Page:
Here’s an example of a state law. In the state of West Virginia, any party who received 1% or greater in the last gubernatorial election has automatic ballot access until after the next said election.
Obviously any Democrat or Republican will get greater than 1%. Sometimes a Libertarian, a Mountain Party, a Constitution Party, a Green Party, etc. has a good candidate and exceeds that threshold. Sometimes they do not.
When you have automatic ballot access, there is a slot reserved for that party’s nominee. In the spring of an election year, each party nominates via a primary election, a nominee for each office. The winner of that primary election appears under the qualifying party’s banner in the general election. Under the Presidential Election, Barack Obama and Mitt Romney will appear under the Democratic and Republican parties banner, respectively, because those parties are automatic qualifiers.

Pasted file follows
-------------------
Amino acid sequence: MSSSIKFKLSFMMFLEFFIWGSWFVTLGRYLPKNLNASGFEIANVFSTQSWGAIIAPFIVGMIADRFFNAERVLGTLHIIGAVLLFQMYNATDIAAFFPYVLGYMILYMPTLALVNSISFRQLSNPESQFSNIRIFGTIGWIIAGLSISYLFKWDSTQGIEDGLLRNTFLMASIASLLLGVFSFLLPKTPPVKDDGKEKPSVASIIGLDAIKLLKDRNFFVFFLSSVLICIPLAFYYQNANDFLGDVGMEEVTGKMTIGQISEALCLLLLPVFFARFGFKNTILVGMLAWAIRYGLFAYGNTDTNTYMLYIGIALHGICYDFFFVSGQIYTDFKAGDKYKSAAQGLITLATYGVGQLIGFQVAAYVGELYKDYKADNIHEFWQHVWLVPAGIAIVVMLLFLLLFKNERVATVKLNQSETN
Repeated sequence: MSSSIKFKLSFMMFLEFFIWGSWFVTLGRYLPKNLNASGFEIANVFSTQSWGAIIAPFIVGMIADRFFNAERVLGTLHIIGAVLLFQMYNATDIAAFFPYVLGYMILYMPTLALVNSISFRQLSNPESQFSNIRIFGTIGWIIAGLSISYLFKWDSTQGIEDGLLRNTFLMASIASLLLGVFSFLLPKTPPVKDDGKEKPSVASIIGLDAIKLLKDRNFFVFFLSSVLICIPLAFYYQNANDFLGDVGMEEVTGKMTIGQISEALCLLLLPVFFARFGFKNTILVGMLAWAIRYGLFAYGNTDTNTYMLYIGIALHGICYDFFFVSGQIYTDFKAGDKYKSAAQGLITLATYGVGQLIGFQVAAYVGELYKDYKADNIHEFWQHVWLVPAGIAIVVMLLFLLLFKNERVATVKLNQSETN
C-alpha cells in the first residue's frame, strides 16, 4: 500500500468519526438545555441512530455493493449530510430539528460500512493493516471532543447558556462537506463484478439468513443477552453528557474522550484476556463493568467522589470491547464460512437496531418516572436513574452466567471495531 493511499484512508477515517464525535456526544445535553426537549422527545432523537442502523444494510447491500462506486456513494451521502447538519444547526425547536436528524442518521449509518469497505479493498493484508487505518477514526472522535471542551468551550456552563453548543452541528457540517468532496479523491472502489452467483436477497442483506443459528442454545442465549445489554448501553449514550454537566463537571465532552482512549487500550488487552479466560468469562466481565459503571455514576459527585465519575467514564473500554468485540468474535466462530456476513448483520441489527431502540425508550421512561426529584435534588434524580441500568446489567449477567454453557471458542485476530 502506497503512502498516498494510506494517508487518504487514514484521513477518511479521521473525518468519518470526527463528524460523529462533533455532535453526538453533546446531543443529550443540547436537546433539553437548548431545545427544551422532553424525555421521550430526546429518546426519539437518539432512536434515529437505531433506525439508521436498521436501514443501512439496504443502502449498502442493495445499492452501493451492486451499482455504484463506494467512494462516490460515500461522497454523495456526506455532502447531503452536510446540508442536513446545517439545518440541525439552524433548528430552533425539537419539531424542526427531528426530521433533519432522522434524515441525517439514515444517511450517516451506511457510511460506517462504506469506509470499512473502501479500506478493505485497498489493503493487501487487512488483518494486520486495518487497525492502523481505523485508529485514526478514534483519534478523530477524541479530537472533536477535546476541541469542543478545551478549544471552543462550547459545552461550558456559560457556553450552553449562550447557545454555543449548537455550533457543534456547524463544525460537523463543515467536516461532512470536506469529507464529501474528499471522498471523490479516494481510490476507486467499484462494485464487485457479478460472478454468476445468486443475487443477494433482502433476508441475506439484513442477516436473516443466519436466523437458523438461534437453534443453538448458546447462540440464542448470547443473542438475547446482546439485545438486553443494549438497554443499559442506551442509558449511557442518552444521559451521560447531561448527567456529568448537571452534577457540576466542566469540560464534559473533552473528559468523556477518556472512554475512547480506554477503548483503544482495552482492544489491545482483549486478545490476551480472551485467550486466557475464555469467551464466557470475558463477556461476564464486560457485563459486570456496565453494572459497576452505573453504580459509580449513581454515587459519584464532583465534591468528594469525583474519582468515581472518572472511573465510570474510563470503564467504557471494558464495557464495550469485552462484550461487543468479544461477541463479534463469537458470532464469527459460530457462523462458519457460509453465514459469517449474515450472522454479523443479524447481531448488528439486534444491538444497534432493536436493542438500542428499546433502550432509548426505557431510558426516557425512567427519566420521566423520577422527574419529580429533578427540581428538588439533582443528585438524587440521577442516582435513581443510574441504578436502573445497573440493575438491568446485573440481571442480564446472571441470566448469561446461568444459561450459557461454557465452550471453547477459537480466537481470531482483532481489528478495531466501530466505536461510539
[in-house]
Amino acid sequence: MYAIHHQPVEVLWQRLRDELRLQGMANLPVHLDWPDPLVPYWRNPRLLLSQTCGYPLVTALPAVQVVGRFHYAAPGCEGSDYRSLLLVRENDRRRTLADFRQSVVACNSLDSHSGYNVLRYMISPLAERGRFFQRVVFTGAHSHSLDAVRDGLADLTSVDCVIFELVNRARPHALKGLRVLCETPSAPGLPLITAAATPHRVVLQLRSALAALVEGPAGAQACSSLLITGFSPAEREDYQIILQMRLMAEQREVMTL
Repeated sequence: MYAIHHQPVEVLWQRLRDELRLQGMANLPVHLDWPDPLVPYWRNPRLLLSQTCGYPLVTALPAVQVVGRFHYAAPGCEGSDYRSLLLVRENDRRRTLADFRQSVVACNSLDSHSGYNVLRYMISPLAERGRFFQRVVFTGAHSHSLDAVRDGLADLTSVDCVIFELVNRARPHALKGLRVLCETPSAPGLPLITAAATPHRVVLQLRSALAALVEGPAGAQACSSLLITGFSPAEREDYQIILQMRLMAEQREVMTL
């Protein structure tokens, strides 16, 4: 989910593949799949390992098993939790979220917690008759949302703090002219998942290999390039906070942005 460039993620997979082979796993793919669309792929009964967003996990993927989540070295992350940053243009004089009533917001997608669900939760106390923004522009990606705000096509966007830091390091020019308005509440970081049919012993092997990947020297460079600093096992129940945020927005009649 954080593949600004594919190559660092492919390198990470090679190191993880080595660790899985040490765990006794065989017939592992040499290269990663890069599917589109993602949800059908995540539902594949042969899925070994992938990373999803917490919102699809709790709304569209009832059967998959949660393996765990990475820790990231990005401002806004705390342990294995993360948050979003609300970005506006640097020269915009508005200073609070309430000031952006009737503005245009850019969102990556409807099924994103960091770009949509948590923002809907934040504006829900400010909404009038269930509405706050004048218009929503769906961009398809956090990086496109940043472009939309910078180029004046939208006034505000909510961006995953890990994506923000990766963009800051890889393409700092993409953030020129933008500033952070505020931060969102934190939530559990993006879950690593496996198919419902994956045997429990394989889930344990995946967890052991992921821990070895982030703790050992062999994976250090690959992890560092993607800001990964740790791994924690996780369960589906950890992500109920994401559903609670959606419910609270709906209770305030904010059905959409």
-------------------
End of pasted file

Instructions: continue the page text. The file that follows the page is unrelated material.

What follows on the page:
If you are a member of a non-qualifying party, then you get into a complicated system where you must gather enough signatures to have your name placed on the ballot. It’s expensive and time-consuming. There are arguments both for and against such a system, but it does keep from having thousands of crackpots on the ballot.